National Rifle Association officials, in a complicated internal struggle, have requested the resignations of Executive Vice President G. Ray Arnett and three of his closest aides because of what one NRA source described as "serious charges of mismanagement."

Arnett, in a statement released yesterday, described the NRA executive committee's weekend meeting at which he was fired as a "kangaroo court" and said it does not have authority under NRA bylaws to fire him. He suggested that he and the other fired officials will file a lawsuit against the organization that "will require a major investment of NRA resources."

Arnett, former assistant secretary of interior for fish, wildlife and parks, has indicated that he will step down from the NRA's top post only if the executive committee obtains a court order. As a result, the committee said yesterday, Arnett has been suspended without pay and will not be allowed to use NRA facilities or property.

"I don't think the NRA ever was intended to be run by a small group of individuals serving their own personal interests and agenda," Arnett said. "If the majority of the NRA membership did not want me to hold this position, I would step down."

Claiming that the NRA's 3 million members will be "enraged" by the decision, Arnett said, "I walked into a kangaroo court . . . . It's a travesty and I expect to see the action overturned."

NRA staff sources, who would speak only on condition that they not be identified, said the confrontation had been building for months.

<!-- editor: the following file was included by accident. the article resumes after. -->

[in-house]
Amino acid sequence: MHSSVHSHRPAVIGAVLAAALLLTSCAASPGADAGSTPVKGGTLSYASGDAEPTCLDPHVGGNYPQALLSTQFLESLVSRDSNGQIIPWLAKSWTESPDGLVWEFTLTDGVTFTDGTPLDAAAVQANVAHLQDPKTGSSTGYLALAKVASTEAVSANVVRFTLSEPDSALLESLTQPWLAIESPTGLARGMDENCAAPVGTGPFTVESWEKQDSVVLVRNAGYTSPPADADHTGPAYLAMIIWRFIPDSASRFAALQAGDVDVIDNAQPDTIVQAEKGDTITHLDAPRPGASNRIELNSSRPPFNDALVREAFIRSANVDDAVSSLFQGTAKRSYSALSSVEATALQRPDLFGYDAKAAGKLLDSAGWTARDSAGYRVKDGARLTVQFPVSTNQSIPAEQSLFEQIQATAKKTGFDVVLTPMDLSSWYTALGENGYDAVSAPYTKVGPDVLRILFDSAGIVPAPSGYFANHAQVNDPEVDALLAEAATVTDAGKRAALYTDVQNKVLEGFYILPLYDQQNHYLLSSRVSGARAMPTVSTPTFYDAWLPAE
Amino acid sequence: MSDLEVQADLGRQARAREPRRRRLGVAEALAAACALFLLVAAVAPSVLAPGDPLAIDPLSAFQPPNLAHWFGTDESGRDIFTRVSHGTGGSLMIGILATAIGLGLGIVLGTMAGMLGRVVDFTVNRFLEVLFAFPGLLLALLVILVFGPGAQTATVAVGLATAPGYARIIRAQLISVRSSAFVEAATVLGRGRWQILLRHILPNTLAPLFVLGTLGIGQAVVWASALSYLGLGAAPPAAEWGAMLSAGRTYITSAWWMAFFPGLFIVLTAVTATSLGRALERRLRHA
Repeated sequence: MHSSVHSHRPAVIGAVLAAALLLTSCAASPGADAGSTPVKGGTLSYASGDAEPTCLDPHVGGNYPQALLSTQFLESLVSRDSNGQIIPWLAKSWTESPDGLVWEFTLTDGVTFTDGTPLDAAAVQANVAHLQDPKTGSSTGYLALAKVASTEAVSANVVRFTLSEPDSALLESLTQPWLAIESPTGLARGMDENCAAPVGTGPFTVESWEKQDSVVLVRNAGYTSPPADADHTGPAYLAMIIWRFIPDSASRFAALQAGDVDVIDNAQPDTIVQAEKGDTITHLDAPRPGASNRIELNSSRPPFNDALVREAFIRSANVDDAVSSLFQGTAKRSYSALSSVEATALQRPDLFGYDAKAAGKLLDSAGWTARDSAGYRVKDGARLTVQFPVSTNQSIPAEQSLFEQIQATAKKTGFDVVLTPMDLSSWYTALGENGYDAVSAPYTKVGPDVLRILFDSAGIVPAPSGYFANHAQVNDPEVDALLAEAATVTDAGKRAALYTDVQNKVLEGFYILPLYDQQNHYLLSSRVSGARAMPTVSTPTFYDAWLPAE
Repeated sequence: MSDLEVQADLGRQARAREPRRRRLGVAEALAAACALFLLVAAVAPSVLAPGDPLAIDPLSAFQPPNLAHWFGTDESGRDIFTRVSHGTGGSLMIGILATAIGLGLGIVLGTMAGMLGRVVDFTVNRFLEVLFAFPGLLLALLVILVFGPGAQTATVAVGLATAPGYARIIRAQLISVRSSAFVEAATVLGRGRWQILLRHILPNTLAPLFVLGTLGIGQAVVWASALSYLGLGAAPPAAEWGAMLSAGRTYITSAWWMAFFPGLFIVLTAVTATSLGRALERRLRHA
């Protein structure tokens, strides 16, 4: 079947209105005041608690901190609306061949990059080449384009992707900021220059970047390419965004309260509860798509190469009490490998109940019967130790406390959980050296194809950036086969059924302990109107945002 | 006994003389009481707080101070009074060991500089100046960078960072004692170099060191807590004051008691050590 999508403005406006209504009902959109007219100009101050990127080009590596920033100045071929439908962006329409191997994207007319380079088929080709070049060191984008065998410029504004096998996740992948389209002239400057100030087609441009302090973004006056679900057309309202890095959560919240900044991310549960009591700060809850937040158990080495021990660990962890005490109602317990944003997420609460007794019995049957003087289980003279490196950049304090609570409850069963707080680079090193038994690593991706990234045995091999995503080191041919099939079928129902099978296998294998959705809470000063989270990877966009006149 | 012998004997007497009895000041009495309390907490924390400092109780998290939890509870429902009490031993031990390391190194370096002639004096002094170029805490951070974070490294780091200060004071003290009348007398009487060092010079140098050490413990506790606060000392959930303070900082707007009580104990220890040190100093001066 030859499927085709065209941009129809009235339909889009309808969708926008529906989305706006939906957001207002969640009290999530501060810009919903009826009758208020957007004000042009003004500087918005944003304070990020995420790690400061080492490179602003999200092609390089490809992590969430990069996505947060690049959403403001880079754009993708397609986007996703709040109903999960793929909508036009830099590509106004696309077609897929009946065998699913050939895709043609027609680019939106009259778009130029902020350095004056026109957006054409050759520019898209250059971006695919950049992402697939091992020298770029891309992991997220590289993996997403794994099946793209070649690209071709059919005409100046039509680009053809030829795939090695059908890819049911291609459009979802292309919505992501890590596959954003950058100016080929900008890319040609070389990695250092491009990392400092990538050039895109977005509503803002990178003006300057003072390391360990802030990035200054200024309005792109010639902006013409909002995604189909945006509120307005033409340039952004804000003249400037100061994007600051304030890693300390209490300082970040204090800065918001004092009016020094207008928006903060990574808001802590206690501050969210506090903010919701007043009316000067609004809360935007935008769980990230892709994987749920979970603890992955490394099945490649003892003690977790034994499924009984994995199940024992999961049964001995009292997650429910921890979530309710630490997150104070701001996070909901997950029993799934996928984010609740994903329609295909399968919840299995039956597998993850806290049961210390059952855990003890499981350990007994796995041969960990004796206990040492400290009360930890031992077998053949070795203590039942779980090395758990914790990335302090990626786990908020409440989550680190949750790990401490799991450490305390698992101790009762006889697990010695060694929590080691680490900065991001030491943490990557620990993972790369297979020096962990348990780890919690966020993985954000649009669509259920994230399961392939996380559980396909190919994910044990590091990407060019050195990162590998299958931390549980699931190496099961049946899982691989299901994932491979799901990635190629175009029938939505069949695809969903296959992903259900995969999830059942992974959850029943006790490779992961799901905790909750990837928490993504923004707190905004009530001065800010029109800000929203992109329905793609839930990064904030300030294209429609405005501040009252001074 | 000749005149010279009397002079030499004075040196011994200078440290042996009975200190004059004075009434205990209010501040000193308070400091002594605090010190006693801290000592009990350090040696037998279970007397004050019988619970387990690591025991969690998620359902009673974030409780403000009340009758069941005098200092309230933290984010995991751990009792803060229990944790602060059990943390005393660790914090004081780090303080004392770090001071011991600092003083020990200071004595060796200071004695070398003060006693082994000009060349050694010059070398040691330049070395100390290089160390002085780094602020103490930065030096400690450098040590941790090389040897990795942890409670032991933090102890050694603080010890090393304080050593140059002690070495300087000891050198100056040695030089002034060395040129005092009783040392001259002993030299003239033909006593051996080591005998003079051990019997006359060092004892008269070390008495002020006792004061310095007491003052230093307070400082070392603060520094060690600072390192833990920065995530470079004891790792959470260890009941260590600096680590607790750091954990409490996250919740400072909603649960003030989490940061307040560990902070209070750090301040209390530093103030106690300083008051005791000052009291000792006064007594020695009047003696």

The sources said one issue discussed by the executive committee was that from last September through January, Arnett had been absent from the office for long periods, using NRA facilities and funds for extended hunting trips.

During that period, the organization was conducting its heavily publicized and successful campaign to weaken the 1968 Gun Control Act.

The legislation, known as Volkmer-McClure, was signed into law yesterday by President Reagan.

Earlier this month, Arnett shocked the organization by abruptly firing the NRA's 17-member public education staff and hiring an outside public relations agency. Arnett informed the employes of his decision on the morning of May 7 and ordered them to clear their desks and leave the building by noon.

The firings came one day after the Senate approved the NRA-supported gun bill that most of the fired staff members had worked for.

Under the resolutions adopted by the committee, the public education staff fired by Arnett will be rehired.

In his statement, Arnett did not address any specific allegations, which he called "broad and unsubstantiated," but said that during the committee meeting, "I answered every allegation honestly and completely."

During Arnett's suspension, J. Warren Cassidy, who had headed the NRA's lobbying arm, will take over Arnett's duties and become acting executive vice president. Wayne R. LaPierre Jr. has been named to take over Cassidy's job as head of the Institute for Legislative Action.

NRA spokesman Andrew Kendzie said yesterday that Cassidy and LaPierre "enjoy the full support" of the NRA staff.

The executive committee also fired staff director Morton C. Mumma III, administrative services director John C. Bartholf and personnel director Frederic H. Smith III by abolishing all three positions immediately.

Harlon B. Carter, who previously held Arnett's position and is seen as a father figure in the NRA, will come to Washington as a consultant to help the organization until leadership problems are worked out.